With the absence of a few reigning winners (“Game of Thrones,”
"Better Call Saul"
"The Handmaid's Tale"
"House of Cards"
"This Is Us"
Winner: "Stranger Things"
Analysis: "Stranger Things" doesn't feel like the kind of show that would win the honor of best television drama. It's a horror-mystery. It stars a bunch of kids. It references "The Goonies." But you can't overlook its popularity — 18 Emmy nominations, a Producers Guild Award for best drama series and the SAG Awards honor for drama series ensemble. Voters love this show. Netflix had to turn away people from a June event at the film academy's 1,000-seat Goldwyn Theater in June. Shannon Purser (Barb!) got a nomination.
All that aside, I could still see "Handmaid's Tale" winning because of its unflinching excellence, political relevance and Hulu's savvy marketing. (Keep those handmaids roaming the streets.) Key nominations in directing (two nods, Reed Morano and Kate Dennis) and writing (showrunner Bruce Miller earned a nom for the pilot) indicate the depth of support for the show.
LEAD ACTRESS DRAMA
Viola Davis, "How to Get Away With Murder"
Claire Foy, "The Crown"
Elisabeth Moss, "The Handmaid's Tale"
Keri Russell, "The Americans"
Evan Rachel Wood, "Westworld"
Analysis: Moss now has eight nominations — six for her iconic turn as Peggy Olson on "Mad Men," one for her formidable work in Jane Campion's series "Top of the Lake" and now one for playing the defiant handmaid Offred/June. Yes, she just seems to be getting better. And, yes, she's overdue. This one's a no-brainer.
LEAD ACTOR DRAMA
Sterling K. Brown, "This Is Us"
Anthony Hopkins, "Westworld"
Bob Odenkirk, "Better Call Saul"
Matthew Rhys, "The Americans"
Liev Schreiber, "Ray Donovan"
Kevin Spacey, "House of Cards"
Milo Ventimiglia, "This Is Us"
Analysis: Rami Malek, the reigning winner, wasn't nominated for the second season of "Mr. Robot," leaving the category open. First thought: I like Brown's chances, but won't Ventimiglia siphon off some votes? Let's go with Odenkirk. Next thought: Odenkirk is deserving but if voters really connected with "Saul," wouldn't they have nominated Michael McKean's operatic supporting turn? Let's change back to Brown. Last thought: (Flipping coin) Yes. Sticking with Brown. He won an Emmy last year for playing prosecutor Christopher Darden in "The People v. O.J. Simpson," and he's just as good as the dorky, generous Randall in "This Is Us."
SUPPORTING ACTRESS DRAMA
Uzo Aduba, "Orange Is the New Black"
Millie Bobby Brown, "Stranger Things"
Anne Dowd, "The Handmaid's Tale"
Chrissy Metz, "This Is Us"
Thandie Newton, "Westworld"
Samira Wiley, "The Handmaid's Tale"
Analysis: This is a superb set of nominees, making for a wide-open race. "Stranger Things," as I've already mentioned, has a lot of fans, and Brown brilliantly captured her character's conflicted emotions mostly without words. Newton was the fan favorite of a show that earned 22 Emmy nominations. But I'm leaning toward Metz at the moment, as her "This Is Us" story line packed such an emotional wallop and her own late-blooming story resonates.
SUPPORTING ACTOR DRAMA
Jonathan Banks, "Better Call Saul"
David Harbour, "Stranger Things"
Michael Kelly, "House of Cards"
John Lithgow, "The Crown"
Mandy Patinkin, "Homeland"
Jeffrey Wright. "Westworld"
Analysis: You don't bet against a five-time Emmy winner playing Winston Churchill.
"Master of None"
"Unbreakable Kimmy Schmidt"
Analysis: I'd vote for the groundbreaking "Atlanta," which could still very well dethrone "Veep," which has won this Emmy two years running. Donald Glover's series shifted between seriousness and slapstick, brilliantly examining issues such as identity and appropriation. But "Atlanta" earned six nominations; "Veep" pulled in 17, earning every one of them with its sharp political satire. Based on its continued excellence and the numbers, it's hard to pick against it.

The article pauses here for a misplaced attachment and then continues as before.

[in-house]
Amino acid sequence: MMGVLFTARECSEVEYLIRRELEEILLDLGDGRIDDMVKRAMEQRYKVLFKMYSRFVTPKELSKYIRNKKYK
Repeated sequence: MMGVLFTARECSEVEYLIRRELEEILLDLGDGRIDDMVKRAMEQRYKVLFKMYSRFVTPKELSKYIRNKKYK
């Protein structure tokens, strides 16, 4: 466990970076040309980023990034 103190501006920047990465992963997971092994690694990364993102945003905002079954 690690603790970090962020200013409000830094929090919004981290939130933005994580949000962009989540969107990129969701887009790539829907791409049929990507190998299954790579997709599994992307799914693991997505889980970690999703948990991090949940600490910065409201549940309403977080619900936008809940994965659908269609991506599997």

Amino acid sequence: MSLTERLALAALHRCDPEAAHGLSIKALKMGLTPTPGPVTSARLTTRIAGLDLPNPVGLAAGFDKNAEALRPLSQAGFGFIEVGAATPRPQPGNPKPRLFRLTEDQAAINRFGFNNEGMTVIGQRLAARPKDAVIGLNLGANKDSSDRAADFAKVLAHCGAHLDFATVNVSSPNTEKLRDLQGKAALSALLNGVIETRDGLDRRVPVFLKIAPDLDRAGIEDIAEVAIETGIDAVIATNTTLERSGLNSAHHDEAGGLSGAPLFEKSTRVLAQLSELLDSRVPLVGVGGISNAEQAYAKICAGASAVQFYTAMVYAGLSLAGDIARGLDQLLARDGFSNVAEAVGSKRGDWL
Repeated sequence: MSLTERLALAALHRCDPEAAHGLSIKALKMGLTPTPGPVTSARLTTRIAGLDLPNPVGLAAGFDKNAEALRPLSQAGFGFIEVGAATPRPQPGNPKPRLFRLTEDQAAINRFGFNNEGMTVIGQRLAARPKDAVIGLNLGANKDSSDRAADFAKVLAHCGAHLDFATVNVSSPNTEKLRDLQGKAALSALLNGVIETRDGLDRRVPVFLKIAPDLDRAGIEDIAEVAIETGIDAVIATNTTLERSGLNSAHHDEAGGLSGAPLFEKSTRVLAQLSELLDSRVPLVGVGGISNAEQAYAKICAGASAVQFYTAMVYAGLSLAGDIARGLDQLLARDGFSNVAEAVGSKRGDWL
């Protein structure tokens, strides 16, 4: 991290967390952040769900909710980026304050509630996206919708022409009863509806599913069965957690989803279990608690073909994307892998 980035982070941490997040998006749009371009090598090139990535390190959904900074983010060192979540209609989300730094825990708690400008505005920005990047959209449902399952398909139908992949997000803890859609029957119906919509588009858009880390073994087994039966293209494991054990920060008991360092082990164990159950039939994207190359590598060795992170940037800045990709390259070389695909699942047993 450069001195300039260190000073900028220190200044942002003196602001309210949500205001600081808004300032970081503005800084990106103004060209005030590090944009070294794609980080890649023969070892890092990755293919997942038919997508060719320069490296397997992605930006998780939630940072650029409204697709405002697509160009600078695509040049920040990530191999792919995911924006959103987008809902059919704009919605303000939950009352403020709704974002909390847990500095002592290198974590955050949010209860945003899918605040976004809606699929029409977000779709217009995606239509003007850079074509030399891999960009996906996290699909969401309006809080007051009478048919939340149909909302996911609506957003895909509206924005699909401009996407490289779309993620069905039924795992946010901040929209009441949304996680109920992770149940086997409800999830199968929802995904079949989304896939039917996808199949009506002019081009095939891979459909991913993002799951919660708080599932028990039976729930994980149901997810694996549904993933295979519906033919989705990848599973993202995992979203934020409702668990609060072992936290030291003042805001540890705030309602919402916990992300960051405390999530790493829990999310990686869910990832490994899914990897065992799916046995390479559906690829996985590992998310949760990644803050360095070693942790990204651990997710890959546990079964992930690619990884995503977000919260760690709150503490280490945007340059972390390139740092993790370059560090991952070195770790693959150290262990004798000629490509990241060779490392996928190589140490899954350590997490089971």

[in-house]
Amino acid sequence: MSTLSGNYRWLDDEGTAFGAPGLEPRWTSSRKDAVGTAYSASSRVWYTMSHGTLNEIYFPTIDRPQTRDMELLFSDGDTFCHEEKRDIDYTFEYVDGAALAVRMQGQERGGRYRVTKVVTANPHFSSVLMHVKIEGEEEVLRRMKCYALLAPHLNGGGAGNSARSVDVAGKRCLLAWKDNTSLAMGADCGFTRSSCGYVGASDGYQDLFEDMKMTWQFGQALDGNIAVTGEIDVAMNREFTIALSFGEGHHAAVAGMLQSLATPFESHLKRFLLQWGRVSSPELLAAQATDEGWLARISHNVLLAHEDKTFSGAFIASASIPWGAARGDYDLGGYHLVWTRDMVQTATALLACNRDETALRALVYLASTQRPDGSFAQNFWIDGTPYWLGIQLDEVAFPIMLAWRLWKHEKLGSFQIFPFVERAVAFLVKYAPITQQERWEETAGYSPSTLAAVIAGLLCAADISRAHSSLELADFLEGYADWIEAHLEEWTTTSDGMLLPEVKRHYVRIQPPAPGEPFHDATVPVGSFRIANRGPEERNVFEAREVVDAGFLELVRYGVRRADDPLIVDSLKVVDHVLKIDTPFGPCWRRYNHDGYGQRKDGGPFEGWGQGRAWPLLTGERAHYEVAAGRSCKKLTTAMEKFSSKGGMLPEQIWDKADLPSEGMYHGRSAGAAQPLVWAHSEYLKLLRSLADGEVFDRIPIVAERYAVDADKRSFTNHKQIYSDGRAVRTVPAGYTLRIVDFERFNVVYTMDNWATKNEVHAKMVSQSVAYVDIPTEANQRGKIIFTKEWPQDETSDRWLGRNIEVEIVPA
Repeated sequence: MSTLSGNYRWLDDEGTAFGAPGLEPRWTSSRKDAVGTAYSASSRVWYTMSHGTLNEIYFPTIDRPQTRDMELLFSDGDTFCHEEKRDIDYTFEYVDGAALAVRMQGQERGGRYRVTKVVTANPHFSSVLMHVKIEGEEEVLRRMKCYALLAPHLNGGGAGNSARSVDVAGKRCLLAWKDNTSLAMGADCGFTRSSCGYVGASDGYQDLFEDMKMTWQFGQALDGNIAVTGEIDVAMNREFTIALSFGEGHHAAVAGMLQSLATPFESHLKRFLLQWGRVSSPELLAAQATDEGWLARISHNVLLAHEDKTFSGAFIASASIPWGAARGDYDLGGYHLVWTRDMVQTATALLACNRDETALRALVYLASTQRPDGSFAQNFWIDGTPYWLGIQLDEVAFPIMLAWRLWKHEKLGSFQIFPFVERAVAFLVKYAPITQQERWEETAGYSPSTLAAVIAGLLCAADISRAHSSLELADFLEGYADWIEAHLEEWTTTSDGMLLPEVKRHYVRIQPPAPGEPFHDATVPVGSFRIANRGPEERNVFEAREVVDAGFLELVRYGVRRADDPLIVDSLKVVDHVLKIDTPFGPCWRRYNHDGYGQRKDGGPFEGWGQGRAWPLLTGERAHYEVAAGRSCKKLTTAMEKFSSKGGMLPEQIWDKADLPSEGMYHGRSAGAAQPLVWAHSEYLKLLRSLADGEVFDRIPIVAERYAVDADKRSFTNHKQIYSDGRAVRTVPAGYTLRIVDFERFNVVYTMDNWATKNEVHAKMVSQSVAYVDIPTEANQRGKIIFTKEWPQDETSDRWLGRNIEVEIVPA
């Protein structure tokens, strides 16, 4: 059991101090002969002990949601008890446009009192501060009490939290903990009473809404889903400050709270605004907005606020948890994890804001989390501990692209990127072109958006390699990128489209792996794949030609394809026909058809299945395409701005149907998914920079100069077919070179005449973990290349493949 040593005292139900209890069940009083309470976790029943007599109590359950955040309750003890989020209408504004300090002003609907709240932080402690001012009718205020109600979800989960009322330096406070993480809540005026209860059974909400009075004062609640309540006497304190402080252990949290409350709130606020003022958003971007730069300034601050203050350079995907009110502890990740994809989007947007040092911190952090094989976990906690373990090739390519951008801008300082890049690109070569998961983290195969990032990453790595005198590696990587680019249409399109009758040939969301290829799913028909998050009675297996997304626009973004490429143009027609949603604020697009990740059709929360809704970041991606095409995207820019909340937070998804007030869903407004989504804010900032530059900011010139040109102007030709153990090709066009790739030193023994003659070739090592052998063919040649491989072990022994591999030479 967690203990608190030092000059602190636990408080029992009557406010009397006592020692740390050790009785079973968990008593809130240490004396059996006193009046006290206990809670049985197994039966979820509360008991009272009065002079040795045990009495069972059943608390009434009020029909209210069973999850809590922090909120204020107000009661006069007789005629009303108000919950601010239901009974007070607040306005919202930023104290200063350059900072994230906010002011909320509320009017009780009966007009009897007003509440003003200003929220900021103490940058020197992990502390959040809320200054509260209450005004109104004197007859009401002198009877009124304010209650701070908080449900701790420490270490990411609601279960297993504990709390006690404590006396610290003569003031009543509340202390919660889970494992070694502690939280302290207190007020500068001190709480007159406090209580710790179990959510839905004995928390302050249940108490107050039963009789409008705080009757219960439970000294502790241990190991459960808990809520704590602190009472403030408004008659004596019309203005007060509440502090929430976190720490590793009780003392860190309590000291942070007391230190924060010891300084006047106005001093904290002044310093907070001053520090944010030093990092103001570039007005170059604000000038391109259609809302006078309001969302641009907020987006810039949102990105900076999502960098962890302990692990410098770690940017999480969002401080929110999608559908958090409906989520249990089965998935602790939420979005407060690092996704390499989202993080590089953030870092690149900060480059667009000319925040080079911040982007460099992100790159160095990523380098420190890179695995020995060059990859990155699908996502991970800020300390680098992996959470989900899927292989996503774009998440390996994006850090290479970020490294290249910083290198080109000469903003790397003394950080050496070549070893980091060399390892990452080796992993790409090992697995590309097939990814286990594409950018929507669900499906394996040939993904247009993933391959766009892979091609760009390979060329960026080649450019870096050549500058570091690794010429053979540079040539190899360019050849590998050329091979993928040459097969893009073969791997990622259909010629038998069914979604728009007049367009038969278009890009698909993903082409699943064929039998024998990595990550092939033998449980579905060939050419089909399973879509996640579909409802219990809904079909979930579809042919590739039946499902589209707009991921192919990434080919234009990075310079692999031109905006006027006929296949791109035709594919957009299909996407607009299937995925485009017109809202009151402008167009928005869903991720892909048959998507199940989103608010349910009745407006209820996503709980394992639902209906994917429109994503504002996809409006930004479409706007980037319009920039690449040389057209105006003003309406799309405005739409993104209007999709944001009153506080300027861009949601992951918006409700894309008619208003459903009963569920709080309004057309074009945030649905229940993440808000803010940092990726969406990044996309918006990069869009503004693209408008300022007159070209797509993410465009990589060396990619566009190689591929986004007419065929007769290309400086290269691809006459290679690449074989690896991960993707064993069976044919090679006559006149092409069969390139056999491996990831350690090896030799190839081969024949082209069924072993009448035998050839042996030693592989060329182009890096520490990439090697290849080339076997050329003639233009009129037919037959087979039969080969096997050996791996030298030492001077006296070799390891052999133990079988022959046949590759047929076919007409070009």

LEAD ACTRESS COMEDY
Pamela Adlon, "Better Things"
Julia Louis-Dreyfus, "Veep"
Jane Fonda, "Grace and Frankie"
Allison Janney, "Mom"
Ellie Kemper, "Unbreakable Kimmy Schmidt"
Tracee Ellis Ross, "black-ish"
Lily Tomlin, "Grace and Frankie"
Analysis: Yes, Louis-Dreyfus has won five straight years for each and every season of “Veep.” Yes, she has more Emmy wins in this category than any other woman. Yes, one more Emmy will tie her with
LEAD ACTOR COMEDY
Anthony Anderson, "black-ish"
Aziz Ansari, "Master of None"
Zach Galifianakis, "Baskets"
William H. Macy, "Shameless"
Jeffrey Tambor, "Transparent"
Analysis: Tambor won back-to-back Emmys, but "Transparent" failed to earn a series nod for its third season, indicating that voters are cooling a bit toward the show. More than that though, this would be a great spot to recognize Glover, the multi-hyphenate behind the essential "Atlanta."
SUPPORTING ACTRESS COMEDY
Vanessa Bayer, "Saturday Night Live"
Anna Chlumsky, "Veep"
Leslie Jones, "Saturday Night Live"
Judith Light, "Transparent"
Analysis: McKinnon makes even the worst "SNL" sketches watchable. (And, all the Emmy love notwithstanding, there were a fair number of clunkers this time around.) This season, she moved on from Hillary Clinton to skewering Atty. Gen. Jeff Sessions and sending up an unhinged Kellyanne Conway without missing a beat, making her an overwhelming favorite to win a second consecutive Emmy in this category.
SUPPORTING ACTOR COMEDY
Louie Anderson, "Baskets"
Ty Burrell, "Modern Family"
Tituss Burgess, "Unbreakable Kimmy Schmidt"
Tony Hale, "Veep"
Matt Walsh, "Veep"
Analysis: Reigning champ Anderson was even better this season on “Baskets,” deepening his portrayal of a lonely woman taking charge of her life while dealing with her ever-disappointing adult sons. He’s more than entitled to another Emmy. But Baldwin mocking